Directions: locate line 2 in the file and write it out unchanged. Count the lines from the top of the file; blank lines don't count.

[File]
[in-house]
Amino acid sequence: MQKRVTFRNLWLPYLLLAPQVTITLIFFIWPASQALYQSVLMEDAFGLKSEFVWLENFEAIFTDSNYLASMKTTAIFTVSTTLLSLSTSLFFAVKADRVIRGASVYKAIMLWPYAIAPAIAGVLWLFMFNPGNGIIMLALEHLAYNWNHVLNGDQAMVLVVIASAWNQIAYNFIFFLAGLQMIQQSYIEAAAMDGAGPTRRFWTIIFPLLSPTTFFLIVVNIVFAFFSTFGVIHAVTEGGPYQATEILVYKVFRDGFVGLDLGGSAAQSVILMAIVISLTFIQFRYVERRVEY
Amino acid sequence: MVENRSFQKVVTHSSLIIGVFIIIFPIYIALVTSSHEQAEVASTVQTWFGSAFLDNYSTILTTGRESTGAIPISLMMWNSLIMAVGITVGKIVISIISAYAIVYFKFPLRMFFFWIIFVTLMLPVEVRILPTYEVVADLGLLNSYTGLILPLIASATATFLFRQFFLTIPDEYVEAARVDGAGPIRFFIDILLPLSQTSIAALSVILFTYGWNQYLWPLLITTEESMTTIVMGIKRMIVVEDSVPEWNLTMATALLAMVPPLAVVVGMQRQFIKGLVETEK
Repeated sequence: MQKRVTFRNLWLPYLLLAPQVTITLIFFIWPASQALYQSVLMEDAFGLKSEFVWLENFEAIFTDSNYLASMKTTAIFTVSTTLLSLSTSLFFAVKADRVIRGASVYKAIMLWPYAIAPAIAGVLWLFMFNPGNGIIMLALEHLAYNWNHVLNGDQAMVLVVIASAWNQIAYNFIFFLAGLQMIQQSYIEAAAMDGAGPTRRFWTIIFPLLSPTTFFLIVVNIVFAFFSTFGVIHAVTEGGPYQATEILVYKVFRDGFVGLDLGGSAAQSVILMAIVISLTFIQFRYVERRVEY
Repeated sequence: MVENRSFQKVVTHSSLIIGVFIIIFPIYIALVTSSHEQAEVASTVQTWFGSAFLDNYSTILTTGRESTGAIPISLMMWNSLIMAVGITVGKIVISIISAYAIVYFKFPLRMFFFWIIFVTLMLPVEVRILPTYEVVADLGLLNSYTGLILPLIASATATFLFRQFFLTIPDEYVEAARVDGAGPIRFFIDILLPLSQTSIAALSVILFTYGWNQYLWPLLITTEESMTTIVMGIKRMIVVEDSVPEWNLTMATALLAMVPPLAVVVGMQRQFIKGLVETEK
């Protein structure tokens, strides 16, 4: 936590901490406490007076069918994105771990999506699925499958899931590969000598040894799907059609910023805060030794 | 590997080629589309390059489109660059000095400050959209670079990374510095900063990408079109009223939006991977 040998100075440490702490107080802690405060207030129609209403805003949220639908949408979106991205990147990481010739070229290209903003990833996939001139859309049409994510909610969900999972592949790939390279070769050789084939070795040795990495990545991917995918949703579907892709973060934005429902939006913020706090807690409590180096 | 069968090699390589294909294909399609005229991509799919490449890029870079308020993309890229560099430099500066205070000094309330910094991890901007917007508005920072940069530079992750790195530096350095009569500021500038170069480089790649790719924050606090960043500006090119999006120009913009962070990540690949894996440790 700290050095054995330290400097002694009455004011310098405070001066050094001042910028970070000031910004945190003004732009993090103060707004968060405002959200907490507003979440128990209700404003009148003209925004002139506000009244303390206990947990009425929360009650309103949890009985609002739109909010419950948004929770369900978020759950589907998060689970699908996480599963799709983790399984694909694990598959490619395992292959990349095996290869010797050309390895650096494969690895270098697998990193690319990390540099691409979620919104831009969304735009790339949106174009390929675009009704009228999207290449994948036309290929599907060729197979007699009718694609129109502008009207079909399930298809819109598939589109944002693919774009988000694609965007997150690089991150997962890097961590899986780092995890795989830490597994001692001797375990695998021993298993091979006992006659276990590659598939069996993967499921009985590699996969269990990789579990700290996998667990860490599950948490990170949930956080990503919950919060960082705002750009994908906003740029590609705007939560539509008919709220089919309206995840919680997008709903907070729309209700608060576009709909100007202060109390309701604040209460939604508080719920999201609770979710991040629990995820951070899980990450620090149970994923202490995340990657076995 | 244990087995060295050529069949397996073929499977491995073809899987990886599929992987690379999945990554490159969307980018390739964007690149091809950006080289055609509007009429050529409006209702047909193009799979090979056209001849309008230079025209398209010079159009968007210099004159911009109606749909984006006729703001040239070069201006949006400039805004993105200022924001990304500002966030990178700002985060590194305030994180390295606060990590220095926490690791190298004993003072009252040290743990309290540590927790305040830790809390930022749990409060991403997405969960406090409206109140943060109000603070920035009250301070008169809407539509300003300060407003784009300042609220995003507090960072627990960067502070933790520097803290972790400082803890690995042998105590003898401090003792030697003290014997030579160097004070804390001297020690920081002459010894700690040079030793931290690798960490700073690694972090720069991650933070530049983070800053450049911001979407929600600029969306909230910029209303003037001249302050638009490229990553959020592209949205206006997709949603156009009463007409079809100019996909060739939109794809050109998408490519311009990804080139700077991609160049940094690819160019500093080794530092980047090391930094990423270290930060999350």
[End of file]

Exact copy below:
Amino acid sequence: MQKRVTFRNLWLPYLLLAPQVTITLIFFIWPASQALYQSVLMEDAFGLKSEFVWLENFEAIFTDSNYLASMKTTAIFTVSTTLLSLSTSLFFAVKADRVIRGASVYKAIMLWPYAIAPAIAGVLWLFMFNPGNGIIMLALEHLAYNWNHVLNGDQAMVLVVIASAWNQIAYNFIFFLAGLQMIQQSYIEAAAMDGAGPTRRFWTIIFPLLSPTTFFLIVVNIVFAFFSTFGVIHAVTEGGPYQATEILVYKVFRDGFVGLDLGGSAAQSVILMAIVISLTFIQFRYVERRVEY